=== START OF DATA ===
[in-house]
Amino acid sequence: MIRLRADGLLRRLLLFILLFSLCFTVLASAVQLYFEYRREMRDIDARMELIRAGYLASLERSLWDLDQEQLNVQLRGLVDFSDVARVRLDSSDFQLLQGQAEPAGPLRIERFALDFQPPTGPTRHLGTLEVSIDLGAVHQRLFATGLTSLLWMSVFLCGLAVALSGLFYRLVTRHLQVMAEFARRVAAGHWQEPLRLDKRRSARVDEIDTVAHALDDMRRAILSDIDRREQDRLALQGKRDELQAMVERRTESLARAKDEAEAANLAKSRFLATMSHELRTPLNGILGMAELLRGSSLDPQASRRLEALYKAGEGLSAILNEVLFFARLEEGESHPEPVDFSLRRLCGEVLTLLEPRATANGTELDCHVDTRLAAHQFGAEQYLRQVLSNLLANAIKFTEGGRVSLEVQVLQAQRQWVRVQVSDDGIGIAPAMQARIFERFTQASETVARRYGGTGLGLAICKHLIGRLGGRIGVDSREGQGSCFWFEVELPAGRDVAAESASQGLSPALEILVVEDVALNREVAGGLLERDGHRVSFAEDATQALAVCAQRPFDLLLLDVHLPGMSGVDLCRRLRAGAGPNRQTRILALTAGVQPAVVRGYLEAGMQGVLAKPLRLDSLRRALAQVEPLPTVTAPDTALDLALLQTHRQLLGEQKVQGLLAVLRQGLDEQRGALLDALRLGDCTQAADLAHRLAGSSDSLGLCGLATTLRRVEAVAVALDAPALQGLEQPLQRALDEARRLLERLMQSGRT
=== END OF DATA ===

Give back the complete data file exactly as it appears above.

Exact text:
[in-house]
Amino acid sequence: MIRLRADGLLRRLLLFILLFSLCFTVLASAVQLYFEYRREMRDIDARMELIRAGYLASLERSLWDLDQEQLNVQLRGLVDFSDVARVRLDSSDFQLLQGQAEPAGPLRIERFALDFQPPTGPTRHLGTLEVSIDLGAVHQRLFATGLTSLLWMSVFLCGLAVALSGLFYRLVTRHLQVMAEFARRVAAGHWQEPLRLDKRRSARVDEIDTVAHALDDMRRAILSDIDRREQDRLALQGKRDELQAMVERRTESLARAKDEAEAANLAKSRFLATMSHELRTPLNGILGMAELLRGSSLDPQASRRLEALYKAGEGLSAILNEVLFFARLEEGESHPEPVDFSLRRLCGEVLTLLEPRATANGTELDCHVDTRLAAHQFGAEQYLRQVLSNLLANAIKFTEGGRVSLEVQVLQAQRQWVRVQVSDDGIGIAPAMQARIFERFTQASETVARRYGGTGLGLAICKHLIGRLGGRIGVDSREGQGSCFWFEVELPAGRDVAAESASQGLSPALEILVVEDVALNREVAGGLLERDGHRVSFAEDATQALAVCAQRPFDLLLLDVHLPGMSGVDLCRRLRAGAGPNRQTRILALTAGVQPAVVRGYLEAGMQGVLAKPLRLDSLRRALAQVEPLPTVTAPDTALDLALLQTHRQLLGEQKVQGLLAVLRQGLDEQRGALLDALRLGDCTQAADLAHRLAGSSDSLGLCGLATTLRRVEAVAVALDAPALQGLEQPLQRALDEARRLLERLMQSGRT